Ciattarelli – Answers sought on COVID-19 nursing home deaths

NEW JERSEY – Republican Gubernatorial candidate Jack Ciattarelli filed Open Public Records Act (OPRA) request(s) seeking for the Governor Phil Murphy’s administration to release communications tied to an executive order that required nursing homes to readmit and separate COVID-positive residents, he announced at the end of February.

Photo: Jack Ciattarelli / Courtesy of Jack Ciattarelli.

Ciattarelli also requested communications between Murphy and New York Governor Cuomo and their staff on the pandemic response, especially as it related to nursing home policy.

On March 4, 2021 Jack Ciattarelli issued the following comment via telephone to Alie Pierce:

“NJ deserves to know about the discussions that took place within the Murphy administration and with the Cuomo administration on how our seniors and veterans were to be cared for in our nursing homes during the pandemic.”

Cuomo has faced some fire from some Republicans calling for his impeachment, after his administration adjusted upwards the number of deaths among New York’s nursing home residents. His administration’s count of long-term care center deaths initially did not include nursing home residents who died in hospitals.

The discrepancy is now the subject of a federal investigation by the U.S. Justice Department that could lead to criminal sanctions or impeaching him.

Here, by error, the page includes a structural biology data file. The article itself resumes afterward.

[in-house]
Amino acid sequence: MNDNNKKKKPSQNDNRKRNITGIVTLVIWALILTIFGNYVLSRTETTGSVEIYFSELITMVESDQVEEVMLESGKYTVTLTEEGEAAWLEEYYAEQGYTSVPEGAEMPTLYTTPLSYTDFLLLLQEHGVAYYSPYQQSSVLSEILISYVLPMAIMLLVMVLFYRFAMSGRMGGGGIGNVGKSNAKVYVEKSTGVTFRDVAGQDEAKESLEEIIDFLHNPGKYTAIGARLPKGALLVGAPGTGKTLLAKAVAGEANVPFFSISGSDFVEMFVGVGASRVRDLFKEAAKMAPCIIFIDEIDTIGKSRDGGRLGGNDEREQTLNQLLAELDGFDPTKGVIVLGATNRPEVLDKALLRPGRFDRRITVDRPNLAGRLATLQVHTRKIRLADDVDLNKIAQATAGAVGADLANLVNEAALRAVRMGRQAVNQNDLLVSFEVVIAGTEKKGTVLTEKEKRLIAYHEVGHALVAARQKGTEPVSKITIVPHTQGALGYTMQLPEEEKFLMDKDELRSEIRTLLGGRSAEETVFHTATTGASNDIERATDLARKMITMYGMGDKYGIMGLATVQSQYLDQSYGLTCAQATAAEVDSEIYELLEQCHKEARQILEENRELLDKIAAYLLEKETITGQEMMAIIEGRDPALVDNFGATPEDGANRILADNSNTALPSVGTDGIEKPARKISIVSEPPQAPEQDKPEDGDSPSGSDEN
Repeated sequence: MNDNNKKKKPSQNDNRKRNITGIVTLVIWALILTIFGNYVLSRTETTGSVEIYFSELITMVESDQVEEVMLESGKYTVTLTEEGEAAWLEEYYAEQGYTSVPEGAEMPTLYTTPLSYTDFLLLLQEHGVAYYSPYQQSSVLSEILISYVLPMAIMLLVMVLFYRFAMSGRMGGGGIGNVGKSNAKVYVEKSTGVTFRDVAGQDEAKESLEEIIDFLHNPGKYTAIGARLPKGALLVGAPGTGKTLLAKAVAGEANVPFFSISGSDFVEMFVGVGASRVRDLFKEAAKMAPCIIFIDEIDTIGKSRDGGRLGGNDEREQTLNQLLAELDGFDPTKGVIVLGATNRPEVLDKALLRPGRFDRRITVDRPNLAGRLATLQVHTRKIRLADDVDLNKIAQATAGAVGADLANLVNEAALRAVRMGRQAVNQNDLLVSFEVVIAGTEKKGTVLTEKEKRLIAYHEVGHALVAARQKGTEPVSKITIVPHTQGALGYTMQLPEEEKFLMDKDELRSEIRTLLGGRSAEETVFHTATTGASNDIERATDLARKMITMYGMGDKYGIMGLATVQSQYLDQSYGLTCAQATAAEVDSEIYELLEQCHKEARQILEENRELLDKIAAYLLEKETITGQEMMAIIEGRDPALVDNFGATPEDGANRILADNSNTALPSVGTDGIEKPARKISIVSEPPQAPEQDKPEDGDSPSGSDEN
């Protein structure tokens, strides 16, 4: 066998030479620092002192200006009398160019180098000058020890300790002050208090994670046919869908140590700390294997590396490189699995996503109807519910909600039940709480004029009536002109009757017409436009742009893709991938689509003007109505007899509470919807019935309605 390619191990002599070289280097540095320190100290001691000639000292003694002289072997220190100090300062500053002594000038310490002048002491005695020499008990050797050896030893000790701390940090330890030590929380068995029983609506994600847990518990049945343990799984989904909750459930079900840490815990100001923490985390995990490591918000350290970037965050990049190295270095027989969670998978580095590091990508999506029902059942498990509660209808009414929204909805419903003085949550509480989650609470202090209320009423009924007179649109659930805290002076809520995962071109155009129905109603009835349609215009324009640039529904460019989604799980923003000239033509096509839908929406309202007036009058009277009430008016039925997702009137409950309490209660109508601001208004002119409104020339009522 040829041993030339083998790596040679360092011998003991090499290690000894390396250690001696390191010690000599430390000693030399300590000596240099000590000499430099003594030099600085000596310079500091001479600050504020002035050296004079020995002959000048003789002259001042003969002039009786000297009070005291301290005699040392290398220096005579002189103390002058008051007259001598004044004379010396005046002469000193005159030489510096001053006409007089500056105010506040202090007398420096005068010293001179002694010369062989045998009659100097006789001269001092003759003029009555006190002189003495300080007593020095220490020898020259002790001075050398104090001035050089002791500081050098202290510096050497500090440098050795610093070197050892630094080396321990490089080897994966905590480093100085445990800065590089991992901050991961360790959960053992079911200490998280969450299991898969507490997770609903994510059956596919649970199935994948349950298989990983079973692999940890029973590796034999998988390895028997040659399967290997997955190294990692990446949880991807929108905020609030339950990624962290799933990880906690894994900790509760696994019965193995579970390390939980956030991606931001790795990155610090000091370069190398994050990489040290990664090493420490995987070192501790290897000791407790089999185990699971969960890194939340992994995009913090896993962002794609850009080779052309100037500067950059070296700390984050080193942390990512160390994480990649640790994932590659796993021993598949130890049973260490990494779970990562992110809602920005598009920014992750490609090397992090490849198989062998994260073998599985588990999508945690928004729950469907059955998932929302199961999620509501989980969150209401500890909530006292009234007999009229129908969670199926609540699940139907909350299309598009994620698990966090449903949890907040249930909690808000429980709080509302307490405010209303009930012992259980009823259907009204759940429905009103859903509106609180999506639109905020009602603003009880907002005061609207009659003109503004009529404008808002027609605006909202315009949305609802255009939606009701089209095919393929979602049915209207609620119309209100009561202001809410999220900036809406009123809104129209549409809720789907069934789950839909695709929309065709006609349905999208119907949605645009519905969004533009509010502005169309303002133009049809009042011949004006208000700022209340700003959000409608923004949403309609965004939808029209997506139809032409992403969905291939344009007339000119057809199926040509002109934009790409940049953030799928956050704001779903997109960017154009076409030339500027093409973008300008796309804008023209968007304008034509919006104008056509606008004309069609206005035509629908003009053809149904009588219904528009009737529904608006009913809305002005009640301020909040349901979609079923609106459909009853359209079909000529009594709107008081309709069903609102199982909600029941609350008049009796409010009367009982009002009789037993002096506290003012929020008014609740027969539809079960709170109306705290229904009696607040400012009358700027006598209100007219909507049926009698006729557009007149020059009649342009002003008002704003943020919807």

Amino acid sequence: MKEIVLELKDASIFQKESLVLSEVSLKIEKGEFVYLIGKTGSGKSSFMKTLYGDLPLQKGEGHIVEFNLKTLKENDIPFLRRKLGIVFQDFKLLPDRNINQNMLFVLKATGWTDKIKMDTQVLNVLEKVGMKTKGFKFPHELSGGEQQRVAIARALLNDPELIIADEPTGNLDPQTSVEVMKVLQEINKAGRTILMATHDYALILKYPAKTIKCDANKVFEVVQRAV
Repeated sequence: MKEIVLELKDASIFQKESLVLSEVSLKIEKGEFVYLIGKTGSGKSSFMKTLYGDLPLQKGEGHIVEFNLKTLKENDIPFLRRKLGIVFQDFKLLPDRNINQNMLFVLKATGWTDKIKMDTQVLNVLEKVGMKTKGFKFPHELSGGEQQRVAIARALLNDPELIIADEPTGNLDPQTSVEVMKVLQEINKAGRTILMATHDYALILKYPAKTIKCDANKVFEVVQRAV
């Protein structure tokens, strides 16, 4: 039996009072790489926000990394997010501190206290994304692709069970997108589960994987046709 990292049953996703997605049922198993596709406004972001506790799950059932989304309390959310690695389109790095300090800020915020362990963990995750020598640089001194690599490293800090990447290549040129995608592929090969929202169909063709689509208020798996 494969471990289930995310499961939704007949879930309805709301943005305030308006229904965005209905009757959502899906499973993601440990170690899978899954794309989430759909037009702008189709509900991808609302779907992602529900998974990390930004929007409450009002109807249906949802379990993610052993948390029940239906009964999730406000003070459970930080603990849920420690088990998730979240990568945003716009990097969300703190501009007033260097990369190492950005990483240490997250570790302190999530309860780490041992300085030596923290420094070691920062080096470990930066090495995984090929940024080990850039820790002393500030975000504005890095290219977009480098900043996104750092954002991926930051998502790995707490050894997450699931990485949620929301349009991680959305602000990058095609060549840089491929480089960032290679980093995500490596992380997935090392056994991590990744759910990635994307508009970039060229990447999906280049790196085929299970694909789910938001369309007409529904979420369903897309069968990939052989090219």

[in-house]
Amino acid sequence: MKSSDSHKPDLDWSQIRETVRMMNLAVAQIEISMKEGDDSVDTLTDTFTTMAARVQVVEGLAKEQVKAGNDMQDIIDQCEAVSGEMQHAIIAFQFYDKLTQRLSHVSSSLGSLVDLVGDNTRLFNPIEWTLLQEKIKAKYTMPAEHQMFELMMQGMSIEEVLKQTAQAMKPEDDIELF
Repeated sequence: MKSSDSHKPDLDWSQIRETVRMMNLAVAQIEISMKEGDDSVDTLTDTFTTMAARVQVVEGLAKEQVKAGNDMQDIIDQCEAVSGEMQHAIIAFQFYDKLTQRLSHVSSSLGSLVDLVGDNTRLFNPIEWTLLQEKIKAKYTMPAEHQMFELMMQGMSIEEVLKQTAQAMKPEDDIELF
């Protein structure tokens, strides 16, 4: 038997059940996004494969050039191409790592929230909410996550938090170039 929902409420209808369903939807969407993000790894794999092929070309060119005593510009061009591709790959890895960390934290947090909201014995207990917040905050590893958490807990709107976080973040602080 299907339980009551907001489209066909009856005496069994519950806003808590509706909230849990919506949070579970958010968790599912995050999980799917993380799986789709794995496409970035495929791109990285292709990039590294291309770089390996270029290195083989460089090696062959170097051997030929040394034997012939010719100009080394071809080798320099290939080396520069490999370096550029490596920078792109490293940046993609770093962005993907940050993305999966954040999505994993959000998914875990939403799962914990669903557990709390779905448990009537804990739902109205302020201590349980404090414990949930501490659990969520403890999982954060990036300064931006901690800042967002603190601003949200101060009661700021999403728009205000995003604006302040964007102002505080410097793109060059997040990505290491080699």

New York’s impeachment process is similar to what we have been watching in Congress. The impeachment starts in the Assembly, and a trial court is assembled for the trial. Only one governor has ever been removed by impeachment, in New York, 1913.

On March 5, Cittiarelli issued a press release about Murphy’s administration failure to respond to the OPRA request(s):

“Given what we now know about the Cuomo cover up, we demand that the Murphy Administration immediately release these records to restore the public’s trust.”

Not too long after the first case of COVID-19 in March 2020, the legislature approved a bill (Bil A-3849/S-2302) making it easier for public officials to deny access to records until the state exits its public health emergency.

Back in Summer of 2020, Eric Dreiband, Assistant Attorney General, Civil Rights Division of the U.S. Department of Justice, requested information from Murphy regarding COVID-19 nursing homes run by, or for the State of New Jersey, including:

“[...] the number of persons who were admitted to a Public Nursing Home from a hospital or any other facility, hospice home care, or other location after testing positive for COVID-19 during the period the guidance orders were in effect.”

Ciattarelli gets to make a headline between Murphy and Cuomo’s nursing home politics, highlighting that both mandated nursing homes to not turn away COVID -19 positive patients.

Alie Pierce may be reached at Follow Alie Pierce on Twitter & IG. Connect withWeekenderNJ on Facebook, Twitter and IG.

Editor’s note: The Open Public Meetings Act, popularly known as the "Sunshine Law," was approved on October 21, 1975, and became effective on January 19, 1976 (PL 1975, chapter 231). The Sunshine Law was enacted in response to growing public cynicism about politics and distrust of government in the wake of the Vietnam War and Watergate. The intent of the Sunshine Law was to have government meetings conducted in the open, to the greatest extent possible, consistent with the public interest and without invading individual privacy.